The sociological imagination can be engendered by social marginality. It flourishes at times of rapid change and in environments of diversity; it can be obscured by academic isolation far from the maelstrom of late modern life; it can be forcefully suppressed by government intervention; it can be rung out of the budding scholar by a tedious apprenticeship within the discipline – a so-called professionalization – which prioritizes quantitative methods and digital distancing over human contact, verstehen and patient ethnography. For Mills a key indice of loss of such imagination was the rise of abstracted empiricism where reality was lost in method and measurement, where the tools of the trade become magically more important than reality itself, where to put it metaphorically, the telescope becomes of greater importance than the sky.
I have traced in this book how abstracted empiricism has expanded on a level which would have surely astonished Mills himself. How in much of the social sciences reality has been lost in a sea of statistical symbols and dubious analysis. I have, in part, focused on developments in criminology because it is here where abstracted empiricism and positivism has flourished to the greatest extent, producing a new genre of research and a novel breed of journal which has all but forgotten a great legacy of scholarship, where theory has been banished to the passing nod and the perfunctory and critical work significantly marginalized. But such a process has, as we shall see, spread to mainstream sociology and has clear resonances throughout the social sciences.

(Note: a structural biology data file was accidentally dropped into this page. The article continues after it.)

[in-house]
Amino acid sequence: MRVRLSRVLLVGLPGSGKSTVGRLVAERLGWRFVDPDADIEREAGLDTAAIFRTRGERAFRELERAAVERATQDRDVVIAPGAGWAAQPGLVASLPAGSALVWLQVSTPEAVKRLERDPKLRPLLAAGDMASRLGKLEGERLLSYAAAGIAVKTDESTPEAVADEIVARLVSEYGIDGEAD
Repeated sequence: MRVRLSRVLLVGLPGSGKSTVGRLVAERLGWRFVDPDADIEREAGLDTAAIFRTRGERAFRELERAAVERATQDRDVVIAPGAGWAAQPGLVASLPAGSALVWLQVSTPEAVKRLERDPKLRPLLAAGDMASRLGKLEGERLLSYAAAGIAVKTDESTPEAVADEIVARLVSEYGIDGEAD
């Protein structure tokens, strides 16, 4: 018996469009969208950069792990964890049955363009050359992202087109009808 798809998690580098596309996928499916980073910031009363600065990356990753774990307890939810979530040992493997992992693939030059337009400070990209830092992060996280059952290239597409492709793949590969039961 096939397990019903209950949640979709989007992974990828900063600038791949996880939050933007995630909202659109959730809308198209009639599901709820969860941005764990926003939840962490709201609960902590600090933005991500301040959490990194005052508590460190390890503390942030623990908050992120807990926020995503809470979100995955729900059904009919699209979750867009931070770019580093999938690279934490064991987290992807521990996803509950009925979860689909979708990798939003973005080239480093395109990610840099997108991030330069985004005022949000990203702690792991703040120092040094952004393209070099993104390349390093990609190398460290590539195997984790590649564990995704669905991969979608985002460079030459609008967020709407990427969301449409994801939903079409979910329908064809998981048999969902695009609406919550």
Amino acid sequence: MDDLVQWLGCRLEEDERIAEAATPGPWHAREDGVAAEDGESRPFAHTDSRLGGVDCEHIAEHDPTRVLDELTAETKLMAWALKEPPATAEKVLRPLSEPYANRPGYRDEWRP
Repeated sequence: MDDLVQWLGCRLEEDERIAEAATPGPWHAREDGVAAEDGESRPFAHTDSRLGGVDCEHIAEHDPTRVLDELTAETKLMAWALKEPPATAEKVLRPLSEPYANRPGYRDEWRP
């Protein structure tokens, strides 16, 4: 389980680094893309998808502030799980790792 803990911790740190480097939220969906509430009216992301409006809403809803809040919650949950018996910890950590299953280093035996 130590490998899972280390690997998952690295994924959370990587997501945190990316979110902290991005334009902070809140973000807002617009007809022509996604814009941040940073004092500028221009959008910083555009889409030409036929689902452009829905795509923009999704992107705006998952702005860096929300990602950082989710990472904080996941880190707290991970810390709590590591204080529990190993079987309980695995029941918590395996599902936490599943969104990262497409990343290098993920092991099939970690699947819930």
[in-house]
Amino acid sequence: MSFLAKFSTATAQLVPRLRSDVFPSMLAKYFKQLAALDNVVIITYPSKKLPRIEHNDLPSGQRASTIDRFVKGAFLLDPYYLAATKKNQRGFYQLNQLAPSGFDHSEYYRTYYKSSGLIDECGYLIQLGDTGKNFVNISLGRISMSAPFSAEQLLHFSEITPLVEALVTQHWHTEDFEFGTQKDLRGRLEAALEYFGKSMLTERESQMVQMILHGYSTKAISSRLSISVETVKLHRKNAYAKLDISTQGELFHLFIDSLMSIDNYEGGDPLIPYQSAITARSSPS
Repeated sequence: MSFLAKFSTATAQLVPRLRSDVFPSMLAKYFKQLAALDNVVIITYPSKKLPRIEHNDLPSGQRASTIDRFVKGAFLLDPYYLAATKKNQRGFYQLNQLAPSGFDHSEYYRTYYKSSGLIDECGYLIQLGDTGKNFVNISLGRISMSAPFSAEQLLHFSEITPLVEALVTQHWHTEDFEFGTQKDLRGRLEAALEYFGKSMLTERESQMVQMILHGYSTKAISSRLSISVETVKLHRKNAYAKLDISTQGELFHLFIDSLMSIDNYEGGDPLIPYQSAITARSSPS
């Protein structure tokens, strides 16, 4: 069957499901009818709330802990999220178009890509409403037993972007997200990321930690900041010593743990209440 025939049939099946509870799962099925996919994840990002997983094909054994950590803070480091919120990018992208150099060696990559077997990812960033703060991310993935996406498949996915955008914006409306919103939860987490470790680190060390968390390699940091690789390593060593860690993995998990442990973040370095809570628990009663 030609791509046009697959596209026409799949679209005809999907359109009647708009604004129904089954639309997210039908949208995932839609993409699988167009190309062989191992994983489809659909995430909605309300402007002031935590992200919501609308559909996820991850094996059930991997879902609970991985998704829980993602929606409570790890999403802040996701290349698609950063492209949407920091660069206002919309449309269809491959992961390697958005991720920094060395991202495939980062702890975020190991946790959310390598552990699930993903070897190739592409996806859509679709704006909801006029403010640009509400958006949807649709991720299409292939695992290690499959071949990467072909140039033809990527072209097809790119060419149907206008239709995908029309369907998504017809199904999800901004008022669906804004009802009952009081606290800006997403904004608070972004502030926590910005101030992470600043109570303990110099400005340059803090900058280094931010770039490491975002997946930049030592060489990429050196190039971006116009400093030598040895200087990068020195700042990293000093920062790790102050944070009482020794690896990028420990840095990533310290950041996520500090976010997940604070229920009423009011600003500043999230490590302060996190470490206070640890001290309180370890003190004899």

Even if a science of society were possible, positivism is poor in its measurement and tawdry in its theory. Such a conceptual inadequacy is manifestly multiplied by its refusal to recognize that cultural nature of human beings: their ability to turn factors and circumstances into narratives of their own making. As it is, the new ‘scientific’ criminology has been unable to explain the drop in the crime rate in the recent period just as it failed to explain the rise in crime in the sixties through to the eighties. Countless anomalies in research findings occur, their supposed veracity merely bolstered by their repetition rather than any approximation to the truth. Often the researchers sense that they are skating on thin ice but the hubris of science and a great deal of physics envy helps them navigate the pond. Such toxic data corrupts any policy recommendations and raises questions of the direction and extent of funding.
This book calls for a fundamental reassessment of the direction in which criminology is heading. If it can create a moment of hesitation and contribute somewhat to the growing scepticism with regards to the widespread desire to quantify every aspect of the human condition it will have succeeded in its aims.
Jock Young is Distinguished Professor of Sociology and Criminal Justiceat The Graduate Center, CUNY, Professor of Sociology at theUniversity of Kent, and the author of The Criminological Imagination.